in The Rake's Progress. Photo by Jack Vartoogian © 2014 The Metropolitan Opera.
The last Met production of the season is the company's revival of a 20th century classic. Jonathan Miller production of Stravinsky's opera stars Juilliard-trained tenor Paul Appleby (Two Boys) in the title role.

Monday, April 20, 2015

Concert Review: American Nightmares

Two major new works at the NY PHIL BIENNIAL.
by Paul J. Pelkonen
"Breaker boys" are featured in Julia Wolfe's Anthracite Fields.
Photo from the Anthracite Heritage Museum.
Editor's Note: In honor of Julia Wolfe winning the Pulitzer for her piece Anthracite Fields, we are we are re-posting this review of its New York premiere from last year. Congratulations  to Ms. Wolfe!

In Pennsylvania's coal country, the borough of Centralia stands abandoned, due to an underground coal fire that forced citizens to flee the once-thriving municipality. Last week, the NY PHIL BIENNIAL unveiled two works that reminded one of that abandoned town: Julia Wolfe's Anthracite Fields and Steven Mackey's Dreamhouse. In their own way, each composition illustrates the dangers of the American dream, whether in the forced labor and brutal conditions of the coal mines or the uncertainty and terror of the decade following the collapse of the World Trade Center.

Friday, April 17, 2015

Concert Review: Of Strings and Broken Puppets

Andris Nelsons and the Boston Symphony Orchestra at Carnegie Hall.
by Paul J. Pelkonen
Conductor Andris Nelsons led the BSO at Carnegie Hall.
Photo courtesy the Boston Symphony Orchestra.
Andris Nelsons and the Boston Symphony Orchestra continued their three-night stand at Carnegie Hall Thursday night with a program featuring Beethoven's Violin Concerto bookended by watershed works from the pen of Dmitri Shostakovich. Mr. Nelsons' stamp on this orchestra is beginning to make itself heard: a painstaking attention to orchestral detail and an almost intimate podium style that makes himself and his baton part of the working ensemble and not merely its music director.

Thursday, April 16, 2015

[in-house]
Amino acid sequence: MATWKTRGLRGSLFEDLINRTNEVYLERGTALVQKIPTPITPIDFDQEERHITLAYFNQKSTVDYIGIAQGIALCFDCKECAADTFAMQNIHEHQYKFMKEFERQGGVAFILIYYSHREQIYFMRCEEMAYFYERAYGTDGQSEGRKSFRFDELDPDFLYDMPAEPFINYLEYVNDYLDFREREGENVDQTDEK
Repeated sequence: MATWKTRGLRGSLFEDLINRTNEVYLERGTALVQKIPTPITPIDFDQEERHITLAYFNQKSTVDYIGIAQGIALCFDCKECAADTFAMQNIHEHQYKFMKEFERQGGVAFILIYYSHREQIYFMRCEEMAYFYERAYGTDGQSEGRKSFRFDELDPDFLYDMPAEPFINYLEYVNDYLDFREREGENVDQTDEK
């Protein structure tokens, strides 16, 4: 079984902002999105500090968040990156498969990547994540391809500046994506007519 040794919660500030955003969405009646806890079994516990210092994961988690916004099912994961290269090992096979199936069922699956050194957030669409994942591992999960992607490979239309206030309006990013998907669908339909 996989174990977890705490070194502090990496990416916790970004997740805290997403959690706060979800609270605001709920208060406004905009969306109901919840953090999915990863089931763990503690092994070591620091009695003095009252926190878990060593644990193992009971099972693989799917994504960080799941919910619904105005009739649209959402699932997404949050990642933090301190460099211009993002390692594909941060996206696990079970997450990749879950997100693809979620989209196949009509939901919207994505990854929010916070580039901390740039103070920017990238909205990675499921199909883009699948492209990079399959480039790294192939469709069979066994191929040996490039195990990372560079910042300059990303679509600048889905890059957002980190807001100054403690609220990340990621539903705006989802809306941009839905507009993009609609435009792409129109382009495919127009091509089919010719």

Concert Review: Listening to Inner Voices

Andris Nelsons conducts the BSO at Carnegie Hall.
by Paul J. Pelkonen
New Boston Symphony Orchestra music director Andris Nelsons.
Photo by Marco Borggreve. © 2014 The Boston Symphony Orchestra.

The Boston Symphony Orchestra has a new music director. Andris Nelsons has appeared at Carnegie Hall with that storied ensemble before, but Wednesday night marked the Latvian conductor's first New York performance with the BSO in his first season occupying the post. For the first night of three programmed concerts, Mr. Nelsons chose a program emphasizing the inner monologue of the creative mind, playing works by Mozart, Gunther Schuller and Richard Strauss that delved deep into the psyches of their respective creators.

Wednesday, April 15, 2015

Opera Review: Villains and Vaudevillians

A new Cavalleria Rusticana and Pagliacci bows at the Met.
by Paul J. Pelkonen
Álvarez y Álvarez: tenor Marcelo Álvarez is Turiddu in Cavalleria Rusticana (left, background)
and Canio in Pagliacci (right, insert) in the Met's new David McVicar production.
Photos by Cory Weaver © 2015 The Metropolitan Opera. Photo insertion and alteration by the author. 

At the start of David McVicar's new twin-bill production of Cavalleria Rusticana and Pagliacci, (which premiered last night at the Metropolitan Opera) the curtain rises well before the opera starts, to reveal an enormous circular acting surface, surrounded by chairs. A dim, religious atmosphere pervades the stage, aided by the dark lighting design and the minimal set: huge, vaulted brick walls looming in the darkness. Until the orchestra starts, it's not clear if the first half of this famous pairing (the operas were first staged together at the Met in 1893) is being played, or if it's another new Met production of Parsifal.

Tuesday, April 14, 2015

Concert Review: History Between His Knees

Jordi Savall at Weill Recital Hall.
by Paul J. Pelkonen
Jordi Savall (left) and his viola da gamba, made in 1697 when William III was King of England.
Photo from Alia-Vox.
The bass viol or viola da gamba is a musical instrument that went out of vogue around 1700, with the sudden upward rise of the violoncello and other members of the violin family. Of modern orchestral instruments, only the body if the double-bass, with its sloping shoulders and distinctive pear shape bears any resemblance to the Renaissance viol. In the hands of master gambist Jordi Savall, who played a solo recital to a packed Weill Recital Hall Monday night as part of Carnegie Hall's ongoing Before Bach series, it is a rich and uniquely expressive instrument, uncannily like the human voice.

Sunday, April 12, 2015

Metropolitan Opera Preview: Un Ballo in Maschera

The Verdi drama returns with James Levine on the podium.
by Paul J. Pelkonen